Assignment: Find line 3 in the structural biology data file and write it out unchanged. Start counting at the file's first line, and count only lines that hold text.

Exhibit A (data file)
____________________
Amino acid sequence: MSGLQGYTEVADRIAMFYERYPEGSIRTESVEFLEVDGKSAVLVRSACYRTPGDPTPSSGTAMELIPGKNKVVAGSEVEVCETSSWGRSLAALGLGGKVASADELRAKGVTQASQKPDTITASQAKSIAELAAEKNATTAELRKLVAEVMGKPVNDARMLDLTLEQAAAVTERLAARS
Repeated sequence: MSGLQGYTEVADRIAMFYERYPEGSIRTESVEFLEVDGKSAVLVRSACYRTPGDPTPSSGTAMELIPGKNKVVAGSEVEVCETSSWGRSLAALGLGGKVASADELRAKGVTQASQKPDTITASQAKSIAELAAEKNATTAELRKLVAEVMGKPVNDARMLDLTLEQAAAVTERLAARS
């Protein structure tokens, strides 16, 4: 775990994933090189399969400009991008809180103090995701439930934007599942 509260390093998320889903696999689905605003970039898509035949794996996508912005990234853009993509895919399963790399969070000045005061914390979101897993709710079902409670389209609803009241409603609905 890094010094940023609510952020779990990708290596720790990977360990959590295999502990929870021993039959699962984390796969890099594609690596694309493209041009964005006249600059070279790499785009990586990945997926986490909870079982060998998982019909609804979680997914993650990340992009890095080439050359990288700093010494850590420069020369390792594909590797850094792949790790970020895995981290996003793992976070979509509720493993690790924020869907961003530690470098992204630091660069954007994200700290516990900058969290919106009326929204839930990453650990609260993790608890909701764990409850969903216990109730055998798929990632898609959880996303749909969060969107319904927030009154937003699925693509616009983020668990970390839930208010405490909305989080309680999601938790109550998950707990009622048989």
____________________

């Protein structure tokens, strides 16, 4: 775990994933090189399969400009991008809180103090995701439930934007599942 509260390093998320889903696999689905605003970039898509035949794996996508912005990234853009993509895919399963790399969070000045005061914390979101897993709710079902409670389209609803009241409603609905 890094010094940023609510952020779990990708290596720790990977360990959590295999502990929870021993039959699962984390796969890099594609690596694309493209041009964005006249600059070279790499785009990586990945997926986490909870079982060998998982019909609804979680997914993650990340992009890095080439050359990288700093010494850590420069020369390792594909590797850094792949790790970020895995981290996003793992976070979509509720493993690790924020869907961003530690470098992204630091660069954007994200700290516990900058969290919106009326929204839930990453650990609260993790608890909701764990409850969903216990109730055998798929990632898609959880996303749909969060969107319904927030009154937003699925693509616009983020668990970390839930208010405490909305989080309680999601938790109550998950707990009622048989």